Crisi in escalation

MONACO – Per un attimo è sembrato che il programma di credito da 1000 miliardi di euro della Banca centrale europea, teso a iniettare liquidità nel sistema bancario dell’Europa, avesse tranquillizzato i mercati finanziari globali. Ma ora i tassi di interesse sui titoli di Stato italiani e spagnoli registrano un nuovo incremento e tornano a sfiorare il 6%.

Ovviamente, non si tratta del limite oltre il quale il peso debitorio diventa insostenibile. Dopo tutto, i tassi di interesse nel Sud Europa sono stati ben al di sotto del 10% nel decennio precedente l’introduzione dell’euro. Anche la Germania in quel periodo ha dovuto pagare i titolari di bond con cedole superiori al 6%. Ciò nonostante, i mercati stanno chiaramente manifestando un forte dubbio sull’eventualità che Spagna o Italia siano disposte a sostenere il proprio onere debitorio.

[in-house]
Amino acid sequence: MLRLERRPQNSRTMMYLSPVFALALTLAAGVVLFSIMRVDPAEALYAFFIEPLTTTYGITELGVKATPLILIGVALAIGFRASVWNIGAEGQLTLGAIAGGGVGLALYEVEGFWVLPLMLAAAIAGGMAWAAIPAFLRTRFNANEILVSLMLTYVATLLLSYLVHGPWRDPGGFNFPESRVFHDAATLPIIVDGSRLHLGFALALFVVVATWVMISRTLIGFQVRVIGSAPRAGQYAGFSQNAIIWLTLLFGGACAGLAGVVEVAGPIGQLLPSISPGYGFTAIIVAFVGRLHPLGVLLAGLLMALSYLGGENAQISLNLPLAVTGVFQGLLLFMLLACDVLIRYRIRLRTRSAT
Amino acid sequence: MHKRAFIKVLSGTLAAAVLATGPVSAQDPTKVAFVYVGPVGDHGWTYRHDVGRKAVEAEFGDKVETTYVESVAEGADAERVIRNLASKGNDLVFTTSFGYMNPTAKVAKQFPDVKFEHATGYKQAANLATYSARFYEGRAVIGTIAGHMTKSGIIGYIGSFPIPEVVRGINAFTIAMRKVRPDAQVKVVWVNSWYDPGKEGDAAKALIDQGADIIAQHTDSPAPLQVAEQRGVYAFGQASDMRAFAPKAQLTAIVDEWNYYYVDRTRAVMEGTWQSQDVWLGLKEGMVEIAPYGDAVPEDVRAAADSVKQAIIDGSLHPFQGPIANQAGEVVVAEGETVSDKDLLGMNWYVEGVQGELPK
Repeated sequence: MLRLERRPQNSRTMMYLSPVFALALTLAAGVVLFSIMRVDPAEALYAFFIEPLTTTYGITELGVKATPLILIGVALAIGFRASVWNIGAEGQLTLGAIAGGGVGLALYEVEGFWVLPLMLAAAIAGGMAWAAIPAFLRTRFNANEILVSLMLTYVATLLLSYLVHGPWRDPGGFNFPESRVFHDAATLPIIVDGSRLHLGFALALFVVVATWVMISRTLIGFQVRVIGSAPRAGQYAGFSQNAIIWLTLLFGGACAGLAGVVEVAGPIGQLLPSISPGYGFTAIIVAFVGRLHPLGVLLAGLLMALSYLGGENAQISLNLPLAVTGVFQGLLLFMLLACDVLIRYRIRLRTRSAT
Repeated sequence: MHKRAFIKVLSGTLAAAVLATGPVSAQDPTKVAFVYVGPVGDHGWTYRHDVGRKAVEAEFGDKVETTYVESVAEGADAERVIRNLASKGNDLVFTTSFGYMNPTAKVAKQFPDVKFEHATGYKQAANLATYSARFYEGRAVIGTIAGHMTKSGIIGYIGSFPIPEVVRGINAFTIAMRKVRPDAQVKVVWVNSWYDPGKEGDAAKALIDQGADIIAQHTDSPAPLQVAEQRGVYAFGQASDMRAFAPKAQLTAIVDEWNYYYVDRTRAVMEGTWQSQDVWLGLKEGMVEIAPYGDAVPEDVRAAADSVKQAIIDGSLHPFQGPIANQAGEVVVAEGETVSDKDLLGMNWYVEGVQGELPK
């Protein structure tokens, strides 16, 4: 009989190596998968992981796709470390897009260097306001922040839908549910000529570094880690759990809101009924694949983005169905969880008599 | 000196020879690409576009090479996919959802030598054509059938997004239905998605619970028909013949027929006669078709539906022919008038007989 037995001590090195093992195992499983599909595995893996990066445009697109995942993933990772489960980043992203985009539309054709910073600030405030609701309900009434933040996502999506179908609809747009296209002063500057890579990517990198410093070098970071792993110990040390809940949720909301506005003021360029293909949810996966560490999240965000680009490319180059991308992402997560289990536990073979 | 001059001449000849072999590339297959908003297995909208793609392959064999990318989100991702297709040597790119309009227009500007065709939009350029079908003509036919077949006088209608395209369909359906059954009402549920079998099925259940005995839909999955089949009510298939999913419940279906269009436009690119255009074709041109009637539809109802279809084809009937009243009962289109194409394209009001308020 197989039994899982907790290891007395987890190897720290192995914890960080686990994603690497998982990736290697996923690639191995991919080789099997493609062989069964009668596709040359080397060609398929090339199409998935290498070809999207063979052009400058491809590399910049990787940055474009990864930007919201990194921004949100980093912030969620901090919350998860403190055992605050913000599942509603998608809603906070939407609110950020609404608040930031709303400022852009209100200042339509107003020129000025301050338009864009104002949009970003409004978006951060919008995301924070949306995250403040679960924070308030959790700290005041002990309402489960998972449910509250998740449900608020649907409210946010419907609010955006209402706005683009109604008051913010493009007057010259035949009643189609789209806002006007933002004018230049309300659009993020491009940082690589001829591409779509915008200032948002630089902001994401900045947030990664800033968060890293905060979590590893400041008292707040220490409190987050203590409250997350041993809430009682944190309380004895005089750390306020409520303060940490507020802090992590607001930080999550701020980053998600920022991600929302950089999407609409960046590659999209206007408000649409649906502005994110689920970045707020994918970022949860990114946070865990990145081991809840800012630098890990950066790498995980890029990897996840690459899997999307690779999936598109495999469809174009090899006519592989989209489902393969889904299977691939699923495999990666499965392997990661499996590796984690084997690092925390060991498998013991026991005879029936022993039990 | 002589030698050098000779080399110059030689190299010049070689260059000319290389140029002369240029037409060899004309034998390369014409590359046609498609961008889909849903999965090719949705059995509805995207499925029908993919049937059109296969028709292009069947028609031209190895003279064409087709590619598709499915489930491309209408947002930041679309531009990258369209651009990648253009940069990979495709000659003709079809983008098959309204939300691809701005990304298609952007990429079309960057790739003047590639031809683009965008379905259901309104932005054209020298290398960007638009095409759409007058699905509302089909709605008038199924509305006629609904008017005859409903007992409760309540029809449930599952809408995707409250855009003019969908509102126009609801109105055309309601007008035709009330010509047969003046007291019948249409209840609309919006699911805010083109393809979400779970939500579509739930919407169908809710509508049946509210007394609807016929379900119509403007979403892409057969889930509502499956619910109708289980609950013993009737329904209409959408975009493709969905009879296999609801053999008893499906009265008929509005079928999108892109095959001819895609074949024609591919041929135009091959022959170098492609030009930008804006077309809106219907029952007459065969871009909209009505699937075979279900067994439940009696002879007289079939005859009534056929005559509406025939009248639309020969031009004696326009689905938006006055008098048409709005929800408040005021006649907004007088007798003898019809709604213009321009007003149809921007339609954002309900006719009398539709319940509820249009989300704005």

Il problema principale è la Spagna, dove il debito estero privato e pubblico è superiore a quello di Grecia, Portogallo, Irlanda e Italia messi insieme, e come in Grecia, si avvicina al 100% del Pil (93% per la precisione). Un quarto della forza lavoro e la metà dei giovani spagnoli sono disoccupati; questo scenario riflette la perdita di competitività del Paese sulla scia della bolla immobiliare gonfiata dal credito facile del periodo pre-crisi. Il deficit delle partite correnti si attesta al 3,5% del Pil, malgrado il calo delle importazioni indotto dalla recessione, mentre la contrazione economica spingerà la Spagna a mancare di nuovo il proprio target sul deficit di bilancio.

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